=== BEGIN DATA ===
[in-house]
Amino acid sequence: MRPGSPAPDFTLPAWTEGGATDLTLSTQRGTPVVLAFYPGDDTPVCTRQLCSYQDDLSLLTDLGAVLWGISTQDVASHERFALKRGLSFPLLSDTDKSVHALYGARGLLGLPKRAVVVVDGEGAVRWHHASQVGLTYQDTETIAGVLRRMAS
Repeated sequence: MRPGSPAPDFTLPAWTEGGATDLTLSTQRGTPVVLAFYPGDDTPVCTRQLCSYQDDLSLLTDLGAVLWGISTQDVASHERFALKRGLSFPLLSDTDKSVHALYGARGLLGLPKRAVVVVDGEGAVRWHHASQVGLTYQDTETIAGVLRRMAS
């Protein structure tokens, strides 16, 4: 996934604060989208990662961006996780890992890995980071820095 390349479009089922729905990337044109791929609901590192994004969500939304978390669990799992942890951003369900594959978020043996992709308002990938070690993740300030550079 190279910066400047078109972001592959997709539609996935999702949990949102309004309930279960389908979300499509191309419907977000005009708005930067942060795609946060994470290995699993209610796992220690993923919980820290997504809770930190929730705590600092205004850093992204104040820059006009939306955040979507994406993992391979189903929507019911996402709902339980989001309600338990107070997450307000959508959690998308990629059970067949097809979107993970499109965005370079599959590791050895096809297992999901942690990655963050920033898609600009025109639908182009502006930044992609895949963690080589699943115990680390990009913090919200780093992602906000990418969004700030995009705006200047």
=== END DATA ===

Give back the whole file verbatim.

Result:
[in-house]
Amino acid sequence: MRPGSPAPDFTLPAWTEGGATDLTLSTQRGTPVVLAFYPGDDTPVCTRQLCSYQDDLSLLTDLGAVLWGISTQDVASHERFALKRGLSFPLLSDTDKSVHALYGARGLLGLPKRAVVVVDGEGAVRWHHASQVGLTYQDTETIAGVLRRMAS
Repeated sequence: MRPGSPAPDFTLPAWTEGGATDLTLSTQRGTPVVLAFYPGDDTPVCTRQLCSYQDDLSLLTDLGAVLWGISTQDVASHERFALKRGLSFPLLSDTDKSVHALYGARGLLGLPKRAVVVVDGEGAVRWHHASQVGLTYQDTETIAGVLRRMAS
């Protein structure tokens, strides 16, 4: 996934604060989208990662961006996780890992890995980071820095 390349479009089922729905990337044109791929609901590192994004969500939304978390669990799992942890951003369900594959978020043996992709308002990938070690993740300030550079 190279910066400047078109972001592959997709539609996935999702949990949102309004309930279960389908979300499509191309419907977000005009708005930067942060795609946060994470290995699993209610796992220690993923919980820290997504809770930190929730705590600092205004850093992204104040820059006009939306955040979507994406993992391979189903929507019911996402709902339980989001309600338990107070997450307000959508959690998308990629059970067949097809979107993970499109965005370079599959590791050895096809297992999901942690990655963050920033898609600009025109639908182009502006930044992609895949963690080589699943115990680390990009913090919200780093992602906000990418969004700030995009705006200047």